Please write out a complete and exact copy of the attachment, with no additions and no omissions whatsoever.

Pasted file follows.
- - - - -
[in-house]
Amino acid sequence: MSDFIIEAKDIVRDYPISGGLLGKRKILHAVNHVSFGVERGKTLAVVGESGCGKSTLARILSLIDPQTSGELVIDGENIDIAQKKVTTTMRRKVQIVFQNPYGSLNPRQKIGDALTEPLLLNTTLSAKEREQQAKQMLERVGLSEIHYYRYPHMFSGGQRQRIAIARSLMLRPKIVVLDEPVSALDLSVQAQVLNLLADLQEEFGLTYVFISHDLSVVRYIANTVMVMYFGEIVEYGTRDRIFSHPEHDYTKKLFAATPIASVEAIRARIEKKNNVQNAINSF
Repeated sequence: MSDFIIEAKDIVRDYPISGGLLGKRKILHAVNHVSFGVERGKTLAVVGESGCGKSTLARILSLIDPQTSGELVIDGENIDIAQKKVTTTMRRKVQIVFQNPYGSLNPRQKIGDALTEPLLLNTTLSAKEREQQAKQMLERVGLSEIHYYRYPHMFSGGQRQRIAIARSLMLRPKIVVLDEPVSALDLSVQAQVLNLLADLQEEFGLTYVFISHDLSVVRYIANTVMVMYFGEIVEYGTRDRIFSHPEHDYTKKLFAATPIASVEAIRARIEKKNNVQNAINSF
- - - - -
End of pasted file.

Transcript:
[in-house]
Amino acid sequence: MSDFIIEAKDIVRDYPISGGLLGKRKILHAVNHVSFGVERGKTLAVVGESGCGKSTLARILSLIDPQTSGELVIDGENIDIAQKKVTTTMRRKVQIVFQNPYGSLNPRQKIGDALTEPLLLNTTLSAKEREQQAKQMLERVGLSEIHYYRYPHMFSGGQRQRIAIARSLMLRPKIVVLDEPVSALDLSVQAQVLNLLADLQEEFGLTYVFISHDLSVVRYIANTVMVMYFGEIVEYGTRDRIFSHPEHDYTKKLFAATPIASVEAIRARIEKKNNVQNAINSF
Repeated sequence: MSDFIIEAKDIVRDYPISGGLLGKRKILHAVNHVSFGVERGKTLAVVGESGCGKSTLARILSLIDPQTSGELVIDGENIDIAQKKVTTTMRRKVQIVFQNPYGSLNPRQKIGDALTEPLLLNTTLSAKEREQQAKQMLERVGLSEIHYYRYPHMFSGGQRQRIAIARSLMLRPKIVVLDEPVSALDLSVQAQVLNLLADLQEEFGLTYVFISHDLSVVRYIANTVMVMYFGEIVEYGTRDRIFSHPEHDYTKKLFAATPIASVEAIRARIEKKNNVQNAINSF